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Should Books in School Libraries Be Organized by Reading Level?
In this article in Knowledge Quest, Georgia librarian Susan Grigsby makes the case for not leveling books in school libraries – for example with Lexile numbers, AR levels, or colored dots. “I believe strongly in teaching independence in book selection,” she says, and creates personal bibliographies for her middle-school students by having them fill out surveys of their interests – mysteries, humor, fantasy, science fiction, action/adventure, historical fiction, romance, or realistic fiction – tell their specific non-fiction interests, and write the titles of books they really love. Grigsby also works with language arts teachers to organize monthly book talks to share books and other materials students might not pick up on their own.
“To be sure, this commitment results in a lot of extra work for me,” says Grigsby, “but I would rather put the time into teaching independent self-selection than labeling or color-coding books on my shelves.” Technology came to the rescue when the district upgraded its online public access catalog (OPAC) and she taught students how to create customized lists of books based on interest.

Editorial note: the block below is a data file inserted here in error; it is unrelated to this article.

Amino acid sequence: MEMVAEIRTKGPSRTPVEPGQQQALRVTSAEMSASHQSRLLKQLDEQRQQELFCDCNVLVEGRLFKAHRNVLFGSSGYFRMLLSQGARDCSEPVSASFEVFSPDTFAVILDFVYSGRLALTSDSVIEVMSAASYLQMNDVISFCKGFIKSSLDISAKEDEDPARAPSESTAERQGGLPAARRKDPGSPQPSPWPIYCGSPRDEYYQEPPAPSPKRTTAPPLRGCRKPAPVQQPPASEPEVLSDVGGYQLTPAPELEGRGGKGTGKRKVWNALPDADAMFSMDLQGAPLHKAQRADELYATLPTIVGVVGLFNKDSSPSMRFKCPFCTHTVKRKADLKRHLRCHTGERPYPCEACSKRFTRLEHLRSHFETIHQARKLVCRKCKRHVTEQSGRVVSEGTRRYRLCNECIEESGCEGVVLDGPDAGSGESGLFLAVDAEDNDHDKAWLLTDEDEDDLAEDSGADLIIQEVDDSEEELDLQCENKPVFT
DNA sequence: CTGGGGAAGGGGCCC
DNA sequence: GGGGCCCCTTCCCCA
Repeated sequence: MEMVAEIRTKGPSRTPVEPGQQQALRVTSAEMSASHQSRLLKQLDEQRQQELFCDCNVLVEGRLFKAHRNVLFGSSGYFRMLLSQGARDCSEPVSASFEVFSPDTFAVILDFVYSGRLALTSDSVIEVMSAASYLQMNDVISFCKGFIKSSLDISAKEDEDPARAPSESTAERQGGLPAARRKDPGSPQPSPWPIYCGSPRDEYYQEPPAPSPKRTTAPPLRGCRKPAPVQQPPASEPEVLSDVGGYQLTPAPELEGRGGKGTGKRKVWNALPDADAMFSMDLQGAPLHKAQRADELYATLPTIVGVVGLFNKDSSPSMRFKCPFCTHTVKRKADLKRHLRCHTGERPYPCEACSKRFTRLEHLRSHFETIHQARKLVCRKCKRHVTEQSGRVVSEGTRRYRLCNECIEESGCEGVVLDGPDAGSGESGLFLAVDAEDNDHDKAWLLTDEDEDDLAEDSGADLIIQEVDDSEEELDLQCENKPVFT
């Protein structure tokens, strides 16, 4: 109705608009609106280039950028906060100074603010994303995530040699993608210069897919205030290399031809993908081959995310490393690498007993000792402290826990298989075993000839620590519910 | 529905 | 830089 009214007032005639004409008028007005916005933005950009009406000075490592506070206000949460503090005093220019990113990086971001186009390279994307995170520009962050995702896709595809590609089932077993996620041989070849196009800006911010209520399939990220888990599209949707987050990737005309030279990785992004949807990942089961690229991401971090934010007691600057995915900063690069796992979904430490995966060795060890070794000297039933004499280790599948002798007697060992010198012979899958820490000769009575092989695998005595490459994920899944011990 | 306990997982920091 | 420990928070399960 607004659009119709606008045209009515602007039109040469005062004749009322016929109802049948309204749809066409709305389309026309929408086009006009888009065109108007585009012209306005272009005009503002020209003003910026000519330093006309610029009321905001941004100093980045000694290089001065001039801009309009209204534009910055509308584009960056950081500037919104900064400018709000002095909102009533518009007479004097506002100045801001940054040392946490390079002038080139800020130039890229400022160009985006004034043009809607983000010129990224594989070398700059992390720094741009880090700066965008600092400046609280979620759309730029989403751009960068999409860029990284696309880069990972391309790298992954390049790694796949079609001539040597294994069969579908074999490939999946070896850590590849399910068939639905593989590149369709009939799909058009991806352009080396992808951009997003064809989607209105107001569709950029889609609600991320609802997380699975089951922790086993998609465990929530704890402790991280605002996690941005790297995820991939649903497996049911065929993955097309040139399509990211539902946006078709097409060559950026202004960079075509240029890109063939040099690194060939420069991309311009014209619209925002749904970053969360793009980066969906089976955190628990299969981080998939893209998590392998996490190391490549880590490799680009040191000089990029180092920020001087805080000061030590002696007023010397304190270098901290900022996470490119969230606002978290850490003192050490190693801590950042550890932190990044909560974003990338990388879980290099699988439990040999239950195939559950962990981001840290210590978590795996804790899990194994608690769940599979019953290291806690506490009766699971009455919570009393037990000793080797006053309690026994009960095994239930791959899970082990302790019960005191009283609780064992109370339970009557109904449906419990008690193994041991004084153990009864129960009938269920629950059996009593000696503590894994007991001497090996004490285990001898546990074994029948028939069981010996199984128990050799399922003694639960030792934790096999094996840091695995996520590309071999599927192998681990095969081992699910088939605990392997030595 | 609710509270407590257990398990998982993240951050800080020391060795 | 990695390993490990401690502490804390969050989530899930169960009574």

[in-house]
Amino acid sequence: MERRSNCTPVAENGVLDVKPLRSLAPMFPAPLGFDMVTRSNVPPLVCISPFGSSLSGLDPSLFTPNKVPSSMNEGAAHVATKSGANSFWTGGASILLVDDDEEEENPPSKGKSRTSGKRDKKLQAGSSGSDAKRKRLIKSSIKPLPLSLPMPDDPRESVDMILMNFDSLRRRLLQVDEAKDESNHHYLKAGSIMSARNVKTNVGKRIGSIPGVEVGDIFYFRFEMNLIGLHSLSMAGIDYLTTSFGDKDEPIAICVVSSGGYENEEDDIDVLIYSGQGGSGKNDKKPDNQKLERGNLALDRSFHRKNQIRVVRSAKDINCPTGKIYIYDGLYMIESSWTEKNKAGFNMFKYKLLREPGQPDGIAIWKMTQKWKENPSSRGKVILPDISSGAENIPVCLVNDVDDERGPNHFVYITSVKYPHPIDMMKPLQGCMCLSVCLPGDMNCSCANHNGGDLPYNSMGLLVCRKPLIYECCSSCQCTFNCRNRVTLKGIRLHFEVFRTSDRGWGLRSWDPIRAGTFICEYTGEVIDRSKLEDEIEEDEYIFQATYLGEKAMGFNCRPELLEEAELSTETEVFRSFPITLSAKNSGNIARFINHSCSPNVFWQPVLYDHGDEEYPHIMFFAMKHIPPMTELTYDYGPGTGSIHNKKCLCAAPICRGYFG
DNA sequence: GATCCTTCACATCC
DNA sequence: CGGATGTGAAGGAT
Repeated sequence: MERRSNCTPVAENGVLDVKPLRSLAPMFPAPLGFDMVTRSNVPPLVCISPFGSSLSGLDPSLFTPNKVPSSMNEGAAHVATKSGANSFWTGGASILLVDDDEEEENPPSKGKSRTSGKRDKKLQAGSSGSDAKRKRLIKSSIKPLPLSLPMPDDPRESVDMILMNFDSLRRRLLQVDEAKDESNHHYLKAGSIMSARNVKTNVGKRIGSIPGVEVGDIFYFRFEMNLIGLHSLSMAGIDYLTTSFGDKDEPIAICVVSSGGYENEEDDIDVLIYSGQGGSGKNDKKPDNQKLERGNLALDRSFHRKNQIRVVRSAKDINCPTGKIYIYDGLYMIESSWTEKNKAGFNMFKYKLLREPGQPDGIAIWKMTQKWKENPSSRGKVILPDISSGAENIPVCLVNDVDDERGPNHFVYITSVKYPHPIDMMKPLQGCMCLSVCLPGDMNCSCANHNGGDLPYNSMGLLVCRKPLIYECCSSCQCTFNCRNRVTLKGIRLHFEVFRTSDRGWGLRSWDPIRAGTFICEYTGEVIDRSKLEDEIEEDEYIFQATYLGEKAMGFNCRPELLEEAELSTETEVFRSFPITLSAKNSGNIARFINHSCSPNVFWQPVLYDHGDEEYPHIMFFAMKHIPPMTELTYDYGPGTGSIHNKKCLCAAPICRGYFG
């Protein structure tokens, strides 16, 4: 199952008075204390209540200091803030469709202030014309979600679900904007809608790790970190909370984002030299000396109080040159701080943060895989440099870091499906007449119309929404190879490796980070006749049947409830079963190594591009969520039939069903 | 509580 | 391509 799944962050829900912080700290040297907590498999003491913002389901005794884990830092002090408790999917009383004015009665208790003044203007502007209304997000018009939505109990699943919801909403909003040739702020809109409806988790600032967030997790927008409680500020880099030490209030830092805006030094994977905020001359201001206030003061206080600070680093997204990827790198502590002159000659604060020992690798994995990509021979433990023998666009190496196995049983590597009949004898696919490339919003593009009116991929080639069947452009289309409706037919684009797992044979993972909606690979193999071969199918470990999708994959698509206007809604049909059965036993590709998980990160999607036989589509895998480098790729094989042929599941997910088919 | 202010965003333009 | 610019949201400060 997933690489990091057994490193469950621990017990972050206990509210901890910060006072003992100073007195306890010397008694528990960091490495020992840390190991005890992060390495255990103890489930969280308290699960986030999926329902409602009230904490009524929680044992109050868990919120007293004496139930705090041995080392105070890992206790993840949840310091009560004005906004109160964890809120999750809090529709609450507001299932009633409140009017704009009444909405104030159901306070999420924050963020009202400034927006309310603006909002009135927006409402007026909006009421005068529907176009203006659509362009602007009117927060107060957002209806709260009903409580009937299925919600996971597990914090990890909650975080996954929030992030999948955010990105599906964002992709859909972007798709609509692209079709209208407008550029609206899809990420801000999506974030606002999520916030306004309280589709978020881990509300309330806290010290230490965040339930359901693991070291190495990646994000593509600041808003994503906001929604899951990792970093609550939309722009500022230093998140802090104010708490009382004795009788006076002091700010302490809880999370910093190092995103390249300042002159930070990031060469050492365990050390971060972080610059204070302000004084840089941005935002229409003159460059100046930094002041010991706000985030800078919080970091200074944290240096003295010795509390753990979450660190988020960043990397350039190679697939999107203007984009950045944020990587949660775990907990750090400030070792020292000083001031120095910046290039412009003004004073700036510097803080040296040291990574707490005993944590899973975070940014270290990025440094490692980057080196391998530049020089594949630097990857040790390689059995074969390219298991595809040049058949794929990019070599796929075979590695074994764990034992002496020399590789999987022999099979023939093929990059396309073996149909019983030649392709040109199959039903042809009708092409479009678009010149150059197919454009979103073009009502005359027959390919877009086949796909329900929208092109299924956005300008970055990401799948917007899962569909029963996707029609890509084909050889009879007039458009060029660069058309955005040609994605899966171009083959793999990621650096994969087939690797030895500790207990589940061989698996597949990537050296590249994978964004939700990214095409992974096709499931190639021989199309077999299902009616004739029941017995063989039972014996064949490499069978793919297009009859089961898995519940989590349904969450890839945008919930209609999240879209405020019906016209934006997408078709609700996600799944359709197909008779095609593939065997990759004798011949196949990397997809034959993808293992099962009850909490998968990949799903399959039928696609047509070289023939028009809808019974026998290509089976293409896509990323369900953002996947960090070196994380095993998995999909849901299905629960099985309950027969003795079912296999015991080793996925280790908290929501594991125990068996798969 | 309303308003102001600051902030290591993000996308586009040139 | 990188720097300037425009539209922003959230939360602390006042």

Why does Grigsby feel so strongly about not leveling books? First, because reading levels are “just one factor in a complicated equation,” she says. They don’t address a book’s maturity level and are a crutch in making good decisions about the appropriateness of a title. Second, because when students are interested in a book, they can push through material above their current reading level by using context clues, using deeper thinking, and looking up words in the dictionary – and when they aren’t interested, even an on-level book can seem too difficult.
And third, students need to be able to navigate any library in the world, and most libraries won’t have leveled bookshelves. What students need outside the walls of school is the ability to know their interests, constantly stretch them, and find just the right book. “When we are able to set students free to find materials appropriate to their tasks, appropriate to their reading levels, and appropriate to their interests,” Grigsby concludes, “we are contributing to a wonderful story indeed.”
“The Story Is More Important Than the Words: A Portrait of a Reader-Focused Library Program” by Susan Grigsby in Knowledge Quest, September/October 2014 (Vol. 43, #1, p. 22-28); Grigsby can be reached at firstname.lastname@example.org.
From the Marshall Memo #553